Environmental Protection Agency (EPA).
Notice of availability; request for comment.
Pursuant to the Resource Conservation and Recovery Act (RCRA or Act), the Environmental Protection Agency (EPA) is proposing to approve the application submitted by the Oklahoma Department of Environmental Quality to allow the Oklahoma Coal Combustion Residuals (CCR) state permit program to operate in lieu of the Federal CCR program. EPA has preliminarily determined that Oklahoma's program meets the standard for approval under RCRA. Once approved, the State program requirements and resulting permit provisions will be subject to EPA's inspection and enforcement authorities under RCRA and other applicable statutory and regulatory provisions as discussed below. This notice also announces that EPA is seeking comment on this proposal during a 45-day public comment period, and is providing an opportunity to request a public hearing within the first 15 days of this comment period.
Comments must be received on or before March 2, 2018. In addition, a public hearing request must be submitted on or before January 31, 2018.
Submit your comments, identified by Docket ID No. EPA-HQ-OLEM-2017-0613, at https://www.regulations.gov or by mail to: EPA Docket Center, Environmental Protection Agency, Mail Code 28221T, 1200 Pennsylvania Ave. NW, Washington, DC 20460. Follow the online instructions for submitting comments. Once submitted, comments cannot be edited or removed from regulations.gov. The EPA may publish any comment received to its public docket. Do not submit electronically any information you consider to be Confidential Business Information (CBI) or other information whose disclosure is restricted by statute. Multimedia submissions (audio, video, etc.) must be accompanied by a written comment. The written comment is considered the official comment and should include discussion of all points you wish to make. The EPA will generally not consider comments or comment contents located outside of the primary submission (i.e. on the web, cloud, or other file sharing system). For the full EPA public comment policy, information about CBI or multimedia submissions, and general guidance on making effective comments, please visit https://www.epa.gov/dockets/commenting-epa-dockets.
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FOR FURTHER INFORMATION CONTACT:
Mary Jackson, Office of Resource Conservation and Recovery, Environmental Protection Agency; telephone number: (703) 308-8453; email address: firstname.lastname@example.org.
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Throughout this document “we,” “us,” and “our” means the EPA.
I. General Information
A. Overview of Proposed Actions
EPA is proposing to approve Oklahoma's CCR state permit program application, pursuant to RCRA 4005(d)(1)(B). Oklahoma's proposed program would allow the Oklahoma Department of Environmental Quality (ODEQ) to enforce rules promulgated under its solid waste statute related to CCR activities in non-Indian Country, as well as to handle permit applications and to enforce permit violations. If approved, Oklahoma's CCR permit program will operate in lieu of the Federal CCR program, codified at 40 CFR part 257, subpart D.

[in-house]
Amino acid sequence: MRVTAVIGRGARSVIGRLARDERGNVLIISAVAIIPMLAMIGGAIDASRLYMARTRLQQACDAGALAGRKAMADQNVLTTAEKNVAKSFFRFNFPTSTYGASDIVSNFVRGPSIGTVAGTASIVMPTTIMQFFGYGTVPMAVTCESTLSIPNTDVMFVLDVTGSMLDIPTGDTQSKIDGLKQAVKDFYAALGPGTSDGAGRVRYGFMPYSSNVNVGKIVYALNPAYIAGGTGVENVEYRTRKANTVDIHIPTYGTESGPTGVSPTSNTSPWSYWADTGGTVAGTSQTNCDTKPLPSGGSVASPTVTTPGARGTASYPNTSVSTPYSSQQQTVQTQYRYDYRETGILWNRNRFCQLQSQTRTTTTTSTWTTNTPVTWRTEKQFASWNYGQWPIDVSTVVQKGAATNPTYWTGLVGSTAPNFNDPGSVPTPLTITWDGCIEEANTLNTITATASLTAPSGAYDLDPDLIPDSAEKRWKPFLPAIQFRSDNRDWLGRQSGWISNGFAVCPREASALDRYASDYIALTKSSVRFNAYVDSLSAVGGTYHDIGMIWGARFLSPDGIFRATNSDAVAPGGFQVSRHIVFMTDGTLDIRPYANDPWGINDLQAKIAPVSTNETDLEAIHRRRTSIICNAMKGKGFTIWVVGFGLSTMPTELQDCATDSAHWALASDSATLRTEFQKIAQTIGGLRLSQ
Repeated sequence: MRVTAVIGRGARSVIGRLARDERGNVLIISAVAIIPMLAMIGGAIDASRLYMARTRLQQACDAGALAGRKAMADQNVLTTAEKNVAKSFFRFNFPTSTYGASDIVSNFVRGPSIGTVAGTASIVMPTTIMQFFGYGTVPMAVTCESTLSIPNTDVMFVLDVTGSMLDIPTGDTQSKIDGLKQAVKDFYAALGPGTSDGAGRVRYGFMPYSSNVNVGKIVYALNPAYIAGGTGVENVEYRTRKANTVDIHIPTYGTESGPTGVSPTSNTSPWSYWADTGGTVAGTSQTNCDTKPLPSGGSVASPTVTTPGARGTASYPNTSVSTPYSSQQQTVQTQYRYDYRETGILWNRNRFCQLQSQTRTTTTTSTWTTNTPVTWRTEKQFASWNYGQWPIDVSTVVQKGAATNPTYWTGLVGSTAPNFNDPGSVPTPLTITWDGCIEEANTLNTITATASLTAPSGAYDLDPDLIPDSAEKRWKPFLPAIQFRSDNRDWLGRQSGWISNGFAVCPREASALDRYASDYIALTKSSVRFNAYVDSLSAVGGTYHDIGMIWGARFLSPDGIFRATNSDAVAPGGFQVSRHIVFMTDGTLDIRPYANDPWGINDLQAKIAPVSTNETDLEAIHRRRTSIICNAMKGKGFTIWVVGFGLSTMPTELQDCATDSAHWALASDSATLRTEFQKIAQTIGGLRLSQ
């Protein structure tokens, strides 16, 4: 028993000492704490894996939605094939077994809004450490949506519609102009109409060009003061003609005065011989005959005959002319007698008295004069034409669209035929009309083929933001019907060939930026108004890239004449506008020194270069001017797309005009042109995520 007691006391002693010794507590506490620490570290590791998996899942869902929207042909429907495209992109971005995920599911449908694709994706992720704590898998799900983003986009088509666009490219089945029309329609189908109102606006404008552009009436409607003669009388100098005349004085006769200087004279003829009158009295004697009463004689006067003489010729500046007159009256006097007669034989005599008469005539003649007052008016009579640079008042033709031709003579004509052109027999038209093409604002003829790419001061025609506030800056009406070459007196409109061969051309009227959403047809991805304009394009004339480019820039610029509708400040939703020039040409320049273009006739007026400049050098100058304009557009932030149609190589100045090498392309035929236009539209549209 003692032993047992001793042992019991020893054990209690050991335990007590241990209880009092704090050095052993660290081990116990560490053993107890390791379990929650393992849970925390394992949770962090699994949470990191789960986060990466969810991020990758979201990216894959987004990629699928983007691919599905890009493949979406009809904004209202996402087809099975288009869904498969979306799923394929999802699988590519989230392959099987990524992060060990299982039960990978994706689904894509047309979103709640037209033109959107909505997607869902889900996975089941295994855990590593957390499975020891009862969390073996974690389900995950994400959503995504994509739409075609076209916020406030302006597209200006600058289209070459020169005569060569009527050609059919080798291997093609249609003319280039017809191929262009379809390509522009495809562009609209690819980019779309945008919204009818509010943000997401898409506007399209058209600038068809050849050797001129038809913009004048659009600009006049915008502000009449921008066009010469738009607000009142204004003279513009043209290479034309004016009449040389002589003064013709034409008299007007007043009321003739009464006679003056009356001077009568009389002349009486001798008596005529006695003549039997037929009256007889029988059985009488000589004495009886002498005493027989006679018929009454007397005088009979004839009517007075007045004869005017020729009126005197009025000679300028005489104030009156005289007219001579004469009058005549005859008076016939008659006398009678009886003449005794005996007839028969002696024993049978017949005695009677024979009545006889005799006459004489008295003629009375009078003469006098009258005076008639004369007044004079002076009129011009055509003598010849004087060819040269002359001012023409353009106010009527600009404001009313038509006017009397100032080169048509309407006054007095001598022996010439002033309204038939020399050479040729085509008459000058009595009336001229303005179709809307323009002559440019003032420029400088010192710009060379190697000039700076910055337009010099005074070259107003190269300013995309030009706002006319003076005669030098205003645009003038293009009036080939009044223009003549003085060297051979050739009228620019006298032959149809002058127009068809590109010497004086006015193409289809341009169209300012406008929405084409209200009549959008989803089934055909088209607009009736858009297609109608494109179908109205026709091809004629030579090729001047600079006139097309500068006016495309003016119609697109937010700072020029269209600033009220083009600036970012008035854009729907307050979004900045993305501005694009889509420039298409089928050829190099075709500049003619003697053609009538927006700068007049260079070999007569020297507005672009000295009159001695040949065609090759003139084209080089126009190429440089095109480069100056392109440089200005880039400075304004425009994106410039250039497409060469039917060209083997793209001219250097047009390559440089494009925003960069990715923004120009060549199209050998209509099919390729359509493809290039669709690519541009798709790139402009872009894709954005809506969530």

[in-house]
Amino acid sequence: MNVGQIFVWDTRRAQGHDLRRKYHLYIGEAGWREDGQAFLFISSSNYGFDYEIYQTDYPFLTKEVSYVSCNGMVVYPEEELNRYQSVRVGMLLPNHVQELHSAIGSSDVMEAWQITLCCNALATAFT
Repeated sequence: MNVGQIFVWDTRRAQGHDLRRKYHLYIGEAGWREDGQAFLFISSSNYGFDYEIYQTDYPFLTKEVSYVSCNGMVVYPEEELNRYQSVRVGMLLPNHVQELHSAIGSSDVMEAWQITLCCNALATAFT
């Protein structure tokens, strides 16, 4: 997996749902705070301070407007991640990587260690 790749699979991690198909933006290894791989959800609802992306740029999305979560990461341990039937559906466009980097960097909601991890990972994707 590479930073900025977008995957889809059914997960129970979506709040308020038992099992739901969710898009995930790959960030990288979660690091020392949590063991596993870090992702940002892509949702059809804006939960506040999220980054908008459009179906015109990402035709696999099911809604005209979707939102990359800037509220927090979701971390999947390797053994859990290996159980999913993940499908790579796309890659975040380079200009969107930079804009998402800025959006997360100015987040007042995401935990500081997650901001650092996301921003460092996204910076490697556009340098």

This notice also announces that EPA is seeking comment on this proposal, and providing an opportunity to request a public hearing on whether the State's program is at least as protective as the federal program. If there is significant interest shown in holding a public Start Printed Page 2101hearing EPA will then hold a public hearing. Please submit any request for a public hearing within the first 15 days of the public comment period through the Contact Us form on the following web page: (https://www.epa.gov/coalash). If the desire for a public hearing is demonstrated EPA will hold the hearing at the Oklahoma Department of Environmental Quality building located at 707 N Robinson Ave., Oklahoma City, OK on February 13, 2018 starting at 9 a.m. EPA will post a confirmation of the public hearing in the docket and on the EPA CCR website (https://www.epa.gov/coalash) providing information for the hearing.
EPA has also engaged federally-recognized Tribes within the State of Oklahoma in consultation and coordination regarding the program authorizations for ODEQ. EPA has established opportunities for formal as well as informal discussion throughout the consultation period, beginning with an initial conference call on October 19, 2017. Tribal consultation will be conducted in accordance with the EPA policy on Consultation and Coordination with Indian Tribes (https://www.epa.gov/sites/production/files/2013-08/documents/cons-and-coord-with-indian-tribes-policy.pdf).
CCR are generated from the combustion of coal, including solid fuels classified as anthracite, bituminous, subbituminous, and lignite, for the purpose of generating steam for the purpose of powering a generator to produce electricity or electricity and other thermal energy by electric utilities and independent power producers. CCR includes fly ash, bottom ash, boiler slag, and flue gas desulfurization materials. CCR can be sent off-site for disposal or beneficial use or disposed in on-site landfills or surface impoundments.